Operating Hours: 9AM–4PM, closed on Mondays
What We Paid: RM 15 (for two with drinks)
How to Get There: This restaurant used to be on Pitt Street before moving to Carnarvon hence the name. From the corner of Penang Road and Chulia Street, start walking southeast on Chulia Street. Make a right on Carnarvon Street. Walk straight and you’ll see the restaurant on the left side of Carnarvon street. It’s just a few doors down from Ping Hooi Coffee Shop.

8. Curry Mee

In most other places, this would be known as curry laksa. Curry mee is a dish made with egg noodles in a coconut-based curry soup. It’s typically filled with bean curd puffs, bean sprouts, pig’s blood curd, cuttlefish, shrimp, and cockles. Together with the koay teow th’ng above, this was one of my two favorite dishes in Penang.
What to Eat in Penang, Malaysia

If the koay teow th’ng was subtly delicious, then this curry mee was explosive with flavor. It was rich, creamy, savory, a little sweet, and devilishly spicy with lots of different textures going on. The sambal wasn’t just hot either, it was redolent with flavor too. I especially loved the cuttlefish and the pig’s blood curd. You can see a hefty chunk of it in mid-transport below. 😈
What to Eat in Penang, Malaysia

If a hawker’s legendary status were to be measured solely by its longevity, then this humble roadside stall at the foothills of Kek Lok Si Temple deserves to be in the hall of fame. Two sisters have been selling the tastiest bowls of curry mee at this very spot since 1946. 😯
What to Eat in Penang, Malaysia

70 years and still going strong. Everyone who ate here snapped a picture of these legendary sisters. They were so cute too. They were smiling and laughing through it all and were clearly loving the attention. And as well they should! They deserve it. *does a we’re not worthy bow* 🙂
What to Eat in Penang, Malaysia

Sister Curry Mee

Address: Jalan Air Hitam, Pekan Ayer Itam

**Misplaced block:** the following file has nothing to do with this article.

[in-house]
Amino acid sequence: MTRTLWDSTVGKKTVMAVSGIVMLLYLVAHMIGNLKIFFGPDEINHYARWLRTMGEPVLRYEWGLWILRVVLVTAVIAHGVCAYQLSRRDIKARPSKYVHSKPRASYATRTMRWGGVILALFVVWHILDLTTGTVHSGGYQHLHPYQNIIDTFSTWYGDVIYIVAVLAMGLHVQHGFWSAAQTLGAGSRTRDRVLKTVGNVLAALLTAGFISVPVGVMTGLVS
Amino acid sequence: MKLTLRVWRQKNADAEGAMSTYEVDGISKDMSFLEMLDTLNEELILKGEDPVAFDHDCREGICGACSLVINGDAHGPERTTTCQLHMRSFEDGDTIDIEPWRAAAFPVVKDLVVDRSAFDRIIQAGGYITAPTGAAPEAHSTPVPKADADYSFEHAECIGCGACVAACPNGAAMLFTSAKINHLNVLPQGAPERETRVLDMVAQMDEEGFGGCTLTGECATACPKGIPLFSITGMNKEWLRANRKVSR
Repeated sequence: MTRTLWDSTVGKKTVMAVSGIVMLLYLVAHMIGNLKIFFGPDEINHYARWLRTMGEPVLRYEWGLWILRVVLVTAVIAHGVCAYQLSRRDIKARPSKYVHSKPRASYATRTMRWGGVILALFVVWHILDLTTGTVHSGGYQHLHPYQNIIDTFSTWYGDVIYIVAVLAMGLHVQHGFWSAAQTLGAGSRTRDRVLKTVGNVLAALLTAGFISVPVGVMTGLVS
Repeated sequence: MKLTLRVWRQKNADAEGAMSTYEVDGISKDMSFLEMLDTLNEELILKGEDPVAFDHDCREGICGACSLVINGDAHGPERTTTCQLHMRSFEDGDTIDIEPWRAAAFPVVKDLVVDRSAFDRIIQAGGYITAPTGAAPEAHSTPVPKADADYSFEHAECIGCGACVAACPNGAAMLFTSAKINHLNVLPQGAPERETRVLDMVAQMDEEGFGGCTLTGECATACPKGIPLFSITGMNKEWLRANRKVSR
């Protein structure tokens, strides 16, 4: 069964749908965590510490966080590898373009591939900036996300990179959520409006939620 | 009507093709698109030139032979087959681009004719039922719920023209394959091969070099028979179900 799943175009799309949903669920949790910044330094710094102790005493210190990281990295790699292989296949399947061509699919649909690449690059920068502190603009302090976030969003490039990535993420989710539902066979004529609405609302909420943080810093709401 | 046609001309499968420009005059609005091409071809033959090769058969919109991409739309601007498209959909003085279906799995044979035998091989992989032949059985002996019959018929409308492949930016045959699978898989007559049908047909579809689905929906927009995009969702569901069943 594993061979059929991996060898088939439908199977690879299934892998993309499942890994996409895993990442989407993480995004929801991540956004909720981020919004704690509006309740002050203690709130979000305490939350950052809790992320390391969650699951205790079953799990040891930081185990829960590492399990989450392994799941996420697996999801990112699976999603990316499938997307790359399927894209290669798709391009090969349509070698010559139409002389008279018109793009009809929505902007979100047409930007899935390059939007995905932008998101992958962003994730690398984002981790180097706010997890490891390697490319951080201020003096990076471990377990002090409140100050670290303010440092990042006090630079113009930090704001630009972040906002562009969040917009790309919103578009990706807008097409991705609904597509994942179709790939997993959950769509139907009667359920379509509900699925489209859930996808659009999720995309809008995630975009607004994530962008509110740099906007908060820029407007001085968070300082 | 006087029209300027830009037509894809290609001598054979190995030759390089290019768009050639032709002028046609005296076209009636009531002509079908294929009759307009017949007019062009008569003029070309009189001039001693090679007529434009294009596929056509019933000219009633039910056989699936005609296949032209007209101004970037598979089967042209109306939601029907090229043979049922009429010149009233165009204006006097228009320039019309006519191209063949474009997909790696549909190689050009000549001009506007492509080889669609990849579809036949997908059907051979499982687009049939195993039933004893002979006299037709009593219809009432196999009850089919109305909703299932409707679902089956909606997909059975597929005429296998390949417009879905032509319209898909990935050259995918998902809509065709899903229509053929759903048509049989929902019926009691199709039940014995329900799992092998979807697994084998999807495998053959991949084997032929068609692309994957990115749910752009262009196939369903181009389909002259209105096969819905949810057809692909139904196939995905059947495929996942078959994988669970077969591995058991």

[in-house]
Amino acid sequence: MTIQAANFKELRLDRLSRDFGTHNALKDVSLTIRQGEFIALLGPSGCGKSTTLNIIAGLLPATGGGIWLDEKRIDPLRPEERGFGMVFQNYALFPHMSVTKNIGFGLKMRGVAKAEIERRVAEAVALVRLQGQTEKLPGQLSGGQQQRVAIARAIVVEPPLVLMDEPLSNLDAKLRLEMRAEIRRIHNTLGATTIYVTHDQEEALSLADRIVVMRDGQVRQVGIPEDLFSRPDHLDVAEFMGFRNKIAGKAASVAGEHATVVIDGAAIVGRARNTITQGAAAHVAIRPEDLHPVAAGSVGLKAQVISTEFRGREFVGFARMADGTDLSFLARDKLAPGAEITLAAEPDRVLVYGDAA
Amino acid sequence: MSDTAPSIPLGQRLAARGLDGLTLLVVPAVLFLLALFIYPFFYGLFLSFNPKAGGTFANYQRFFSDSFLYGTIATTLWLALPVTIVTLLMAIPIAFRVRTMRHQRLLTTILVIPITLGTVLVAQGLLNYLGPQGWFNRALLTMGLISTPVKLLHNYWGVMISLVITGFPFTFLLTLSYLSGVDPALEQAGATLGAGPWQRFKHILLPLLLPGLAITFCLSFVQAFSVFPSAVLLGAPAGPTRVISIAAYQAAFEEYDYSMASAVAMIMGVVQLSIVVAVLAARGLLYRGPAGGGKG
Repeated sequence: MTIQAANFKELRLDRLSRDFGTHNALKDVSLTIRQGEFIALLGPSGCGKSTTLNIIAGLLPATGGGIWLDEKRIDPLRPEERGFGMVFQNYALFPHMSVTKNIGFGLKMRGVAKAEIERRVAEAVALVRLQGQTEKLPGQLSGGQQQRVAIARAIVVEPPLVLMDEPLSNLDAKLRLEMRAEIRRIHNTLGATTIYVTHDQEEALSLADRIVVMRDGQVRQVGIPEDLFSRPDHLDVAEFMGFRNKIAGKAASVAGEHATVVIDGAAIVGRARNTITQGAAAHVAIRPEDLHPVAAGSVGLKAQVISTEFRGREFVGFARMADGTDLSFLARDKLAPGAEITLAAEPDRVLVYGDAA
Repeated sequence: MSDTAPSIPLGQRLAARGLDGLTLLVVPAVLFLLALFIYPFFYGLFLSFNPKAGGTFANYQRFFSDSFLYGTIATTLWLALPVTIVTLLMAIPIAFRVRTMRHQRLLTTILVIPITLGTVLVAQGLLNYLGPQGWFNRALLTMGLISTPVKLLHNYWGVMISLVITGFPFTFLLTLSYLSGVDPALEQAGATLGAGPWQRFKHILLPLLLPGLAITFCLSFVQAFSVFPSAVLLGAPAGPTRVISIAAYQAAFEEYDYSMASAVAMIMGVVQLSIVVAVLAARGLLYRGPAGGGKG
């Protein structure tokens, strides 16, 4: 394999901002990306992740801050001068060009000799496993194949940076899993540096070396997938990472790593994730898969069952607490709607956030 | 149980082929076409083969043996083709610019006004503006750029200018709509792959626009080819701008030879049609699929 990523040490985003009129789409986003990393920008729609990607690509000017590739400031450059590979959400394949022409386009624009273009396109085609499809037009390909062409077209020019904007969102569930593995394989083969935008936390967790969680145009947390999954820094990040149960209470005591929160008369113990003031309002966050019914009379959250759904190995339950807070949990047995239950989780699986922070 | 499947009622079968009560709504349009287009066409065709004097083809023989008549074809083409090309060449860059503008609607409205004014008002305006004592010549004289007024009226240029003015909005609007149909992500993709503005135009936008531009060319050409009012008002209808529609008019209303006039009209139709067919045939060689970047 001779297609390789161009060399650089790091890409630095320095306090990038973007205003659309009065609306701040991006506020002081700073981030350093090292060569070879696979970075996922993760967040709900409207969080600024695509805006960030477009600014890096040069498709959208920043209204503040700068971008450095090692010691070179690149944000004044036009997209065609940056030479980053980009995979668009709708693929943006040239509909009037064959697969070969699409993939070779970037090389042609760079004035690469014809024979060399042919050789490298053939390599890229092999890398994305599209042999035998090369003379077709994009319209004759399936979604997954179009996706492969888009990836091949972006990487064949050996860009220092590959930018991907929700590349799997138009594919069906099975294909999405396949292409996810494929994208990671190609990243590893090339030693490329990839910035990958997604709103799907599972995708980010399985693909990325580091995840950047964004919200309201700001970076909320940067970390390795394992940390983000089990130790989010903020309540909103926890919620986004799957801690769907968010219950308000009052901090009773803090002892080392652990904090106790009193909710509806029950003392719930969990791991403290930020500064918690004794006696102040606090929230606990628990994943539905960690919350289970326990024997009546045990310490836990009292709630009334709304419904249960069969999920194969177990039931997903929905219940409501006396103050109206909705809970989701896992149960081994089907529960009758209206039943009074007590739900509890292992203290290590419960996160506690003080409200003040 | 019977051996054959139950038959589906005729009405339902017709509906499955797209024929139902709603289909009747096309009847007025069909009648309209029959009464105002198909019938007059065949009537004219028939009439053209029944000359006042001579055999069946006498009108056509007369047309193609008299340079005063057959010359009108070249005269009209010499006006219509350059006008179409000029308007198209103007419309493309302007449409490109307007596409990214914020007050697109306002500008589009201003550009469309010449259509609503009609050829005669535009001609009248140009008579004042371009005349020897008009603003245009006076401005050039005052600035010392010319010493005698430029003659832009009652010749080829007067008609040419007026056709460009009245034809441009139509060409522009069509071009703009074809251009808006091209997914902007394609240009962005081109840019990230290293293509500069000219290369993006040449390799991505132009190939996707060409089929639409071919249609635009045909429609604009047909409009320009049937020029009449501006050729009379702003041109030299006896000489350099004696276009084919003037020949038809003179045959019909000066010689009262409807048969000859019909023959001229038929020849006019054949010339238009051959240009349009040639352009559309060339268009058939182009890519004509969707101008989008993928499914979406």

Operating Hours: 7:30AM-1PM daily
What We Paid: RM 10 (for two)
How to Get There: From Komtar Bus Terminal, take bus 203 or 204 to Air Itam (RM 2 each way). It’s the last stop so you can’t miss it. Sister Curry Mee is located on a side street just off the main road of Jalan Paya Terubong. If you can’t find it, then just ask anyone and they’ll point you to it.

9. Duck Koay Chap

Koay chap is a Teochew noodle soup made with flat wide rice noodle rolls served in a dark soy sauce broth. It’s filled with a variety of ingredients like pork, duck, offal, fishcakes, vegetables, and hard-boiled egg which are braised with spices like star anise, cloves, cinnamon, and five-spice powder. Here at Restoran Kimberly, they make their koay chap with duck and give you the option of having it with either noodles or porridge.
What to Eat in Penang, Malaysia

It’s amazing to see how much effort goes into a bowl of duck koay chap. This little cart was filled with all types of duck parts and other ingredients to fill your bowl! Restoran Kimberly has been making everything in-house for the past 30 years, from the noodle rolls to the stewed duck to the chili sauce. They stew duck meat with pig innards and other duck parts like wings, necks, and gizzards for hours to ensure that the stew penetrates the meat for maximum flavor.
What to Eat in Penang, Malaysia